WE DIDN’T START THE FIRE

FROM A TO Z

On September 27, 1989, the iconic song by Billy Joel,  We Didn’t Start the Fire hit the airwaves.  It was a history lesson set to music.  When you first heard the song, did you know or remember all the people places, things and events mentioned in the lyrics?  I sure didn’t.  Back in 1989 before the internet was something everyone had access to, my boyfriend (now husband) and I headed to the local public library and looked up all the historical references.  This month, for the A to Z Challenge, I am writing about that history.

We didn’t start the fire
It was always burning
Since the world’s been turning
We didn’t start the fire
No we didn’t light it
But we tried to fight it
Today is brought to you by the letter L.

1952 – Liberace

Liberace has a popular 1950s television show for his musical entertainment.

In 1952, The Liberace Show (1952), a syndicated television program, turned Liberace into a musical symbol. It began as a summertime replacement for The Dinah Shore Show (1951), but after two years, the show was one of the most popular on TV. It was carried by 217 American stations and could be seen in 20 foreign countries. Sold-out live appearances at Madison Square Garden enhanced the pianist’s popularity even more. Soon, Liberace added flamboyant costumes and expensive ornaments to his already unique performances.

1957 Little Rock

Little Rock, Arkansas is the site of an anti-integration standoff, as Governor Orval Faubus stops the Little Rock Nine from attending Little Rock Central High School and President Dwight D. Eisenhower deploys the 101st Airborne Division to counteract him.

The Little Rock Nine was a group of nine African American students enrolled in Little Rock Central High School in 1957. Their enrollment was followed by the Little Rock Crisis, in which the students were initially prevented from entering the racially segregated school by Orval Faubus, the Governor of Arkansas. They then attended after the intervention of President Dwight D. Eisenhower.

The U.S. Supreme Court issued its historic Brown v. Board of Education of Topeka, Kansas, 347 U.S. 483, on May 17, 1954. Tied to the 14th Amendment, the decision declared all laws establishing segregated schools to be unconstitutional, and it called for the desegregation of all schools throughout the nation. After the decision, the National Association for the Advancement of Colored People (NAACP) attempted to register black students in previously all-white schools in cities throughout the South. In Little Rock, the capital city of Arkansas, the Little Rock School Board agreed to comply with the high court’s ruling. Virgil Blossom, the Superintendent of Schools, submitted a plan of gradual integration to the school board on May 24, 1955, which the board unanimously approved. The plan would be implemented during the fall of the 1957 school year, which would begin in September 1957.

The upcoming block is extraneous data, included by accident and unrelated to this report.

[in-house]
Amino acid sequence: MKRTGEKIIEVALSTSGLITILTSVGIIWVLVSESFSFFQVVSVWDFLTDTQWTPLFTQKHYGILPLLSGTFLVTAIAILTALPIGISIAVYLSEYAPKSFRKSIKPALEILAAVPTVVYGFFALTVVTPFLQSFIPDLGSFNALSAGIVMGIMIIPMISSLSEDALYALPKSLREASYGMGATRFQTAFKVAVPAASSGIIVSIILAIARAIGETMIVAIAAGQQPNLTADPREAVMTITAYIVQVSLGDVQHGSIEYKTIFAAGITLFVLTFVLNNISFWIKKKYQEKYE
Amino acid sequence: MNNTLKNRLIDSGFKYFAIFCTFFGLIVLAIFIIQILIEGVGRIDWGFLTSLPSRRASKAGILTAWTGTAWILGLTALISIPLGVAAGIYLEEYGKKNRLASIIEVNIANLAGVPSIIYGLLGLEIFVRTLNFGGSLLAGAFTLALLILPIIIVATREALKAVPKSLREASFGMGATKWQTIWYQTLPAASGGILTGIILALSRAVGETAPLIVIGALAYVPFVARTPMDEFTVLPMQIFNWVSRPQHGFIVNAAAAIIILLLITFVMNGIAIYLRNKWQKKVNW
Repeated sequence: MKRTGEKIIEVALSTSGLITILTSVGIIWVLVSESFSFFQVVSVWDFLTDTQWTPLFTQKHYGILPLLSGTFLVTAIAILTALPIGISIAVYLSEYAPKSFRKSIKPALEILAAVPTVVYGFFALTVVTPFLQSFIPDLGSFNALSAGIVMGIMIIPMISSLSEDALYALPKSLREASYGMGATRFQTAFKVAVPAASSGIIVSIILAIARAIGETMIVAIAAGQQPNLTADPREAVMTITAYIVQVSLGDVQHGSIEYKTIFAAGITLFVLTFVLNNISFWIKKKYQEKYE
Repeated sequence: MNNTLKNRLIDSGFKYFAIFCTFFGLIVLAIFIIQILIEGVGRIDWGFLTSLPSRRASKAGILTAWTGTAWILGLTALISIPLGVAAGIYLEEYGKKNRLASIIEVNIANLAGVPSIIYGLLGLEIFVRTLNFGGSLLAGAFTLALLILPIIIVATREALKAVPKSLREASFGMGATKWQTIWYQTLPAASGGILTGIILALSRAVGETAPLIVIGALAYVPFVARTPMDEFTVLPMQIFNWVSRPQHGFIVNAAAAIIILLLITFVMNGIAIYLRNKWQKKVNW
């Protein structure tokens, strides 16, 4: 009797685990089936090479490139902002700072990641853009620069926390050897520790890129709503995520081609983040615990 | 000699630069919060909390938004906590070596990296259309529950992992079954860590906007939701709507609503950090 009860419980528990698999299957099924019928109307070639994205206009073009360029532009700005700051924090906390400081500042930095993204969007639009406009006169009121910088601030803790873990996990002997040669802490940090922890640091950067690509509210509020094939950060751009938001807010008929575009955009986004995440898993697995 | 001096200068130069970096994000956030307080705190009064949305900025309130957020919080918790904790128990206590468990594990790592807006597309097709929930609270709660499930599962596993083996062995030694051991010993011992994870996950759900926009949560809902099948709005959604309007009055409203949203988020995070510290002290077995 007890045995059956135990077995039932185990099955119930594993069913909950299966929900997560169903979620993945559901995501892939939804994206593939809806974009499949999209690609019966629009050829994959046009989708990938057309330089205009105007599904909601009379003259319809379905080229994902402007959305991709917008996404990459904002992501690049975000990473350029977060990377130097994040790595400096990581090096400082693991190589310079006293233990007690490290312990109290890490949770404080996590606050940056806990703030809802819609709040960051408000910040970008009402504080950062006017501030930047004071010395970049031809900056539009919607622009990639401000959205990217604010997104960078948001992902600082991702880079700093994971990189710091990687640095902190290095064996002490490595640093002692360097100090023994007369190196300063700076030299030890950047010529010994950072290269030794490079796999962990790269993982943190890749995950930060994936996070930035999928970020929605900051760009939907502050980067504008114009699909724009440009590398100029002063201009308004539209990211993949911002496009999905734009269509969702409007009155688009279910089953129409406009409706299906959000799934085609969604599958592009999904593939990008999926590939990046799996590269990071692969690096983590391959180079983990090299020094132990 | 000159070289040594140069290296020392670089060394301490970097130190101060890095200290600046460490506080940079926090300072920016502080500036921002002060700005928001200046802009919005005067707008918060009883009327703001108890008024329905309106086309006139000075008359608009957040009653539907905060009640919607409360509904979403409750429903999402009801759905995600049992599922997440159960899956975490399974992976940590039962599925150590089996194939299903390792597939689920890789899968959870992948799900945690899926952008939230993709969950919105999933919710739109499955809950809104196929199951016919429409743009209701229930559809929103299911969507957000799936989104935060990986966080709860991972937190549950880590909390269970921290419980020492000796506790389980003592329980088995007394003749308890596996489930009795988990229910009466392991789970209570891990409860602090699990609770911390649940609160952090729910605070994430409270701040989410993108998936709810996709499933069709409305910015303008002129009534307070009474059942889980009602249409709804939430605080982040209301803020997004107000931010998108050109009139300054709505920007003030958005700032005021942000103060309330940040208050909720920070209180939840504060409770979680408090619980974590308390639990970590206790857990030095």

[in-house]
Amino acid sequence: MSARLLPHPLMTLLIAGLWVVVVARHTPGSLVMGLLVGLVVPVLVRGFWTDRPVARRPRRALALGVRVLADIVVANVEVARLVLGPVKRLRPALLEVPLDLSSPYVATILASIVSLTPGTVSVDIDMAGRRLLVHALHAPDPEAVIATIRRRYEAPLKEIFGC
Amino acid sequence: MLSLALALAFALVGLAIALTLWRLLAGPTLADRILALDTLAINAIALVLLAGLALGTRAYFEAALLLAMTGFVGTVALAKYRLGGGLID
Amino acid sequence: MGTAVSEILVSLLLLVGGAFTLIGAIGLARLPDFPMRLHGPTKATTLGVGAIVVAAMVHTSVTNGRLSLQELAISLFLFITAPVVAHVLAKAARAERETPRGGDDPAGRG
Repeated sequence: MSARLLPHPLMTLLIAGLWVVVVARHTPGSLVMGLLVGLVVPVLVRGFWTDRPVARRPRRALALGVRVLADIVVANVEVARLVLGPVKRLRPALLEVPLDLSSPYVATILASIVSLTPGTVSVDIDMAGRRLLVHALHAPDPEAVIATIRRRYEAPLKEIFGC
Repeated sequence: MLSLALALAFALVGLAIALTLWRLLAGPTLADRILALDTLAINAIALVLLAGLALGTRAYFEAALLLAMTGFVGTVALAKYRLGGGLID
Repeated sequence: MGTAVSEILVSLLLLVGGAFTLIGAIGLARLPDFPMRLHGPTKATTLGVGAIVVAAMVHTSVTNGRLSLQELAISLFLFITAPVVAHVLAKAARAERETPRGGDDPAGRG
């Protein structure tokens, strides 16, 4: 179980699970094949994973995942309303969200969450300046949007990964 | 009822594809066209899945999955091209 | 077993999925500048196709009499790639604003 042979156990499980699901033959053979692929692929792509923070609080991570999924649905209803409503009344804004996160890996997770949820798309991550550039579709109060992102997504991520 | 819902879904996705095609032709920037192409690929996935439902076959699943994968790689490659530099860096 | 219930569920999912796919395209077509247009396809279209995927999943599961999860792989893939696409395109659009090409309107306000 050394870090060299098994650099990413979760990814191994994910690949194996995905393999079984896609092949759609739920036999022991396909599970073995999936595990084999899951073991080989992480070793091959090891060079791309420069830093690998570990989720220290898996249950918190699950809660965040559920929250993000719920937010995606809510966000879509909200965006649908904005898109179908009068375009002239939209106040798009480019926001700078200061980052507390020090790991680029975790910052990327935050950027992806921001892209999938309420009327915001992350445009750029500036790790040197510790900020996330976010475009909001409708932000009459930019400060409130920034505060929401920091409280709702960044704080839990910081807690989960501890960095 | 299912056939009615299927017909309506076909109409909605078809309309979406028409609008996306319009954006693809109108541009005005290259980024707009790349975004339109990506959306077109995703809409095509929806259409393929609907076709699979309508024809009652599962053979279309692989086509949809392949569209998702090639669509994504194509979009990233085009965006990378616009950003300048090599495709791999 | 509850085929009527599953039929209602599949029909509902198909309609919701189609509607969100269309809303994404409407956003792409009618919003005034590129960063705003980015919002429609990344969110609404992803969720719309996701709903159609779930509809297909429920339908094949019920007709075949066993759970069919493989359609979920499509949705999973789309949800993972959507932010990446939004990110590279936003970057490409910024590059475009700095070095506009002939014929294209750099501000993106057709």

By 1957, the NAACP had registered nine black students to attend the previously all-white Little Rock Central High, selected on the criteria of excellent grades and attendance.  Called the “Little Rock Nine”, they were Ernest Green (b. 1941), Elizabeth Eckford (b. 1941), Jefferson Thomas (1942–2010), Terrence Roberts (b. 1941), Carlotta Walls LaNier (b. 1942), Minnijean Brown (b. 1941), Gloria Ray Karlmark (b. 1942), Thelma Mothershed (b. 1940), and Melba Pattillo Beals (b. 1941). Ernest Green was the first African American to graduate from Central High School.

1958 Lebanon

Lebanon is engulfed in a political and religious crisis that eventually involves U.S. intervention

In 1958, during the last months of President Camille Chamoun’s term, an insurrection broke out, instigated by Lebanese Muslims who wanted to make Lebanon a member of the United Arab Republic. Chamoun requested assistance, and 5,000 United States Marines were briefly dispatched to Beirut on 15 July. After the crisis, a new government was formed, led by the popular former general Fuad Chehab.